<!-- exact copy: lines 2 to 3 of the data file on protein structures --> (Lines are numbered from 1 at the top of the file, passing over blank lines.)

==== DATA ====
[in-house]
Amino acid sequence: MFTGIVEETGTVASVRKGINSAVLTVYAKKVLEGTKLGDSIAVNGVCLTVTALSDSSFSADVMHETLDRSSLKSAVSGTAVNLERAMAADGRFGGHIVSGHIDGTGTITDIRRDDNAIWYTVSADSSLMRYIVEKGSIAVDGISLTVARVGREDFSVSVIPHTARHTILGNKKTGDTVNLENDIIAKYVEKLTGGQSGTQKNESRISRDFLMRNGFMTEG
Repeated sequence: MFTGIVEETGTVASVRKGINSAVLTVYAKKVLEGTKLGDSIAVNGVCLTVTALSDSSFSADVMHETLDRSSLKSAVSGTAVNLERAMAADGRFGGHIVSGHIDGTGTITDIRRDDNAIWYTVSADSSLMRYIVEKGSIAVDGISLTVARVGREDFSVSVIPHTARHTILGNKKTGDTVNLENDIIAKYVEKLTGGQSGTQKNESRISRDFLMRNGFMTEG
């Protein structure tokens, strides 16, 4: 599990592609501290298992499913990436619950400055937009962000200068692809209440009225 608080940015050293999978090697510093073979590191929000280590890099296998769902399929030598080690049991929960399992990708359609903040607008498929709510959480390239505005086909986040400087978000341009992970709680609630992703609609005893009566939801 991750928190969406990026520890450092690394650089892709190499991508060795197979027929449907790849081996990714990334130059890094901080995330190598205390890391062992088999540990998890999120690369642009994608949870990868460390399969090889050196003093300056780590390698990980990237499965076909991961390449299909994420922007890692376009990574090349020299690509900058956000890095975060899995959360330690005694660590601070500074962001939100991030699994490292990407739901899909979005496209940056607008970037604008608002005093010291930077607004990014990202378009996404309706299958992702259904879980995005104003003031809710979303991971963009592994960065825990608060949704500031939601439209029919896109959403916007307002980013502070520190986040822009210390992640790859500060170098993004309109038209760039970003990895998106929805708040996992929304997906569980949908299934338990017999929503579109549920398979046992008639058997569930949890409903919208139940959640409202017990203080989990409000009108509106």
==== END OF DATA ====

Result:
Amino acid sequence: MFTGIVEETGTVASVRKGINSAVLTVYAKKVLEGTKLGDSIAVNGVCLTVTALSDSSFSADVMHETLDRSSLKSAVSGTAVNLERAMAADGRFGGHIVSGHIDGTGTITDIRRDDNAIWYTVSADSSLMRYIVEKGSIAVDGISLTVARVGREDFSVSVIPHTARHTILGNKKTGDTVNLENDIIAKYVEKLTGGQSGTQKNESRISRDFLMRNGFMTEG
Repeated sequence: MFTGIVEETGTVASVRKGINSAVLTVYAKKVLEGTKLGDSIAVNGVCLTVTALSDSSFSADVMHETLDRSSLKSAVSGTAVNLERAMAADGRFGGHIVSGHIDGTGTITDIRRDDNAIWYTVSADSSLMRYIVEKGSIAVDGISLTVARVGREDFSVSVIPHTARHTILGNKKTGDTVNLENDIIAKYVEKLTGGQSGTQKNESRISRDFLMRNGFMTEG